Employment gains for May 2016 were disappointing. Only 38,000 additional jobs were added to U.S. payrolls that month, compared to a monthly average of 222,000 during the past 12 months. Clearly, the May figure of 38,000 additional jobs is the lowest monthly increase during this record-setting period of 75 months of consecutive monthly employment gains for total private sector jobs and 68 straight months for total nonfarm employment (seasonally adjusted). Only twice in the 68-month period were monthly gains in the May range: 42,000 in January 2011 and 45,000 in December 2013. Even 13 months ago, in March 2015, employment for that month was only 85,000, but employment the next month jumped to 251,000 payroll jobs. Maybe a similar rebound will occur in June but what is concerning analysts this time is the slow decline in employment gains during 2016. Monthly job gains have slowed in 2016 from 233,000 in February to 186,000 in March to 123,000 in April, and now 38,000 in May.
Analysts offer a few explanations for the slow May employment gains that relate to one-off events. One is the strike by 37,000 Verizon employees in May, which undoubtedly affected the overall employment number for the month. As of June 1, the strike is over and employees are returning to work. Another is the weakness in a few key industries, such as construction, utilities, and wholesale trade.
Instead of focusing on specific events or industries and viewing them in isolation, I would like to switch our view to regional differences in employment growth, specifically differences across states. It is well understood that sectors within regional economies are closely related. What happens in manufacturing or energy extraction within a local economy, for example, spills over to retail and personal services as workers from export-based sectors purchase goods and services from other local sectors. Consequently, since sectors within regional economies are intertwined, it may be more enlightening to see what’s happening at the state level, and to see if we can detect any trends from that perspective.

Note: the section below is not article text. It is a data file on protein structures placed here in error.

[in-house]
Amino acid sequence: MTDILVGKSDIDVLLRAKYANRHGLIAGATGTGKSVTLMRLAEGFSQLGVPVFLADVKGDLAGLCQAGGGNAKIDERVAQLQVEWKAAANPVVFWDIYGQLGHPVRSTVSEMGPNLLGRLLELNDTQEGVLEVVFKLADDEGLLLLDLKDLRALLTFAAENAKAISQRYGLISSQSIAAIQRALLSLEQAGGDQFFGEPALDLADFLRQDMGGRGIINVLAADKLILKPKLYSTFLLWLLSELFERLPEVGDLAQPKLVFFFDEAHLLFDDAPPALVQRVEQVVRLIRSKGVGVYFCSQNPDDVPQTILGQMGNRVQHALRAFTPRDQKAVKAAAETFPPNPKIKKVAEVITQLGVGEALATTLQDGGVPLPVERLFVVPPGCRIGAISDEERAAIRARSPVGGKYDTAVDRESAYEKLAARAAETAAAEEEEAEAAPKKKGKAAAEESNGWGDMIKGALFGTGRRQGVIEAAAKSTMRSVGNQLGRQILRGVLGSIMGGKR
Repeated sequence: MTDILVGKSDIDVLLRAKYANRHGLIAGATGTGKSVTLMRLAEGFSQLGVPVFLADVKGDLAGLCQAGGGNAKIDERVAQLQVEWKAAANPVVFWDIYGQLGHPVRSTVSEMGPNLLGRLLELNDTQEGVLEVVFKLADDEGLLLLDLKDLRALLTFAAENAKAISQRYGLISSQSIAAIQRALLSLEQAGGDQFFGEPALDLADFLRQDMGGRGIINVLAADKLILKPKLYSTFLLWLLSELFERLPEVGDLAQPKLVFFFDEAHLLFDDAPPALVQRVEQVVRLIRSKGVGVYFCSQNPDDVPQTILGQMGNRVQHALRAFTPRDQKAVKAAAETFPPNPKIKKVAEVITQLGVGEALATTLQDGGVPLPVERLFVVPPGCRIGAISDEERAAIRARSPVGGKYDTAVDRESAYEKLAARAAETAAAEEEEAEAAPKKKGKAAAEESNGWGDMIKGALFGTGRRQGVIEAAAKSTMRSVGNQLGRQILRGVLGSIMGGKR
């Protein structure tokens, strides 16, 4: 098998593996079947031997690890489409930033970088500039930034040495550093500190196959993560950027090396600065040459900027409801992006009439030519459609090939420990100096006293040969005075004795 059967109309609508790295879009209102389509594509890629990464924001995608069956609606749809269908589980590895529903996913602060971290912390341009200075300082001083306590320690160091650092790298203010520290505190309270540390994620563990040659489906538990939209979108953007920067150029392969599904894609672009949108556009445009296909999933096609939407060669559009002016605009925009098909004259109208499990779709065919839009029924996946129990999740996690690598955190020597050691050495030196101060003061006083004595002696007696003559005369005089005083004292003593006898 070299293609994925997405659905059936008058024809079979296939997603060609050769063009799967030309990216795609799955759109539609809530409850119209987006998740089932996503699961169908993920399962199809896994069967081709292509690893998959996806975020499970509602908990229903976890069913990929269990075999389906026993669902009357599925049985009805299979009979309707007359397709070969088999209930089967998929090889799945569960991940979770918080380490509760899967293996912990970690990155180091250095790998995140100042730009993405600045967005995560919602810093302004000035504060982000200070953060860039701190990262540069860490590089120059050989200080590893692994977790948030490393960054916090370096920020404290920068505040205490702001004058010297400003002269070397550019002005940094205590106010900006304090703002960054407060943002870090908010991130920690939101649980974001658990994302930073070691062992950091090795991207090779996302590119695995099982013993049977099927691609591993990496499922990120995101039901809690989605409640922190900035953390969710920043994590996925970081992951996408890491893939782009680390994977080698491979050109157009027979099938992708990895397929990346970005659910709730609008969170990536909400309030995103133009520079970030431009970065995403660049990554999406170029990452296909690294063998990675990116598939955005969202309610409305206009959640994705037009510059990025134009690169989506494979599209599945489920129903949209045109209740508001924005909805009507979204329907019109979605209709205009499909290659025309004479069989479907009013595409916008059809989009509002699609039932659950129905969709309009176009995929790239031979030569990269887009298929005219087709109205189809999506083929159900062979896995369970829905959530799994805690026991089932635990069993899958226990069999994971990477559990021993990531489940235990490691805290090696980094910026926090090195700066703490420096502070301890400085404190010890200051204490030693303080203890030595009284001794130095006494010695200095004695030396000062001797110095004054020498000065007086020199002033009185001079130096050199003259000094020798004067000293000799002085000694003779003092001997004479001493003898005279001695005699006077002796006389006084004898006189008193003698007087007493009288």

To start, let’s look at the current business cycle with respect to the number of states that during any one month experienced an increase in jobs, compared to those that experienced a decline in jobs. Figure 1 shows the number of states with job gains (line) superimposed against national employment gains (bars). Instead of looking at monthly changes in employment, we consider year-over-year changes, in order to eliminate the volatility inherent in monthly data (even when seasonally adjusted). The figure begins with the peak of the previous business cycle, which occurred December 2007. Actually, total nonfarm employment didn’t peak until the next month, January 2008. At that time, as one can see from the graph, 45 states experienced employment growth. Those 45 states accounted for 118 million of the 138 million payroll jobs in the 50 states, and they generated 1.2 million jobs (year over year) at the time. The five states that experienced employment losses at that time accounted for 19 million jobs and had lost 204,000 since the year before. From that time on, the employment picture quickly deteriorated. Within 12 months, all but one state (Alabama) experienced year-over-year employment losses, and the nation was well within the grips of the Great Recession. However, it was another year before national employment levels hit bottom.